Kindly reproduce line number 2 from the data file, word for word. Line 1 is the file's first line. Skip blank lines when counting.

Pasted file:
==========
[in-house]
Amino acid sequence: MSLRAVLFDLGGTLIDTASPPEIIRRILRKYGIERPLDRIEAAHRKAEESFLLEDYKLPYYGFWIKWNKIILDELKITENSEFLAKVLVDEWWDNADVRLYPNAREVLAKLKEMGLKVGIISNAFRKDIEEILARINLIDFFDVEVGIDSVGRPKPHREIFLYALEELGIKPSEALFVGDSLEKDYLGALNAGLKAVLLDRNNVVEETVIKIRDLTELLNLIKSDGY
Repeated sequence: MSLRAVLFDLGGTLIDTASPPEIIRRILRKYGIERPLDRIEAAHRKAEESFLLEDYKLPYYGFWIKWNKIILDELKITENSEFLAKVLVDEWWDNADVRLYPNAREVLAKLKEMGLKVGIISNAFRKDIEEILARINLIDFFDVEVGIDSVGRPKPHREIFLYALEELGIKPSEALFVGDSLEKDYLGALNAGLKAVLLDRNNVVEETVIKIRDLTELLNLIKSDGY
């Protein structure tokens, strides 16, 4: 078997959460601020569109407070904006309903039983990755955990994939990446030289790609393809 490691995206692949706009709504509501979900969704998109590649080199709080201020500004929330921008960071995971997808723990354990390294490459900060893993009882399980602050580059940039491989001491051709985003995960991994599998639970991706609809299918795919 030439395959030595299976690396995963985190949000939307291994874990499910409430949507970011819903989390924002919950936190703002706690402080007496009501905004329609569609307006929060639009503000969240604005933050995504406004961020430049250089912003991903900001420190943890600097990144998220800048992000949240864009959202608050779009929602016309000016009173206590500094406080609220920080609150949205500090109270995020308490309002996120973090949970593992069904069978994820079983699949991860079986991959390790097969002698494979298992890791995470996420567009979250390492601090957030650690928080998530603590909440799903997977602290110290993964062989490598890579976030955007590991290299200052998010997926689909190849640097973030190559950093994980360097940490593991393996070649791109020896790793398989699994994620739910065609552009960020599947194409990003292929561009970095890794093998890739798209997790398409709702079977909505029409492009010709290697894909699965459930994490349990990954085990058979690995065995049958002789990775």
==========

Amino acid sequence: MSLRAVLFDLGGTLIDTASPPEIIRRILRKYGIERPLDRIEAAHRKAEESFLLEDYKLPYYGFWIKWNKIILDELKITENSEFLAKVLVDEWWDNADVRLYPNAREVLAKLKEMGLKVGIISNAFRKDIEEILARINLIDFFDVEVGIDSVGRPKPHREIFLYALEELGIKPSEALFVGDSLEKDYLGALNAGLKAVLLDRNNVVEETVIKIRDLTELLNLIKSDGY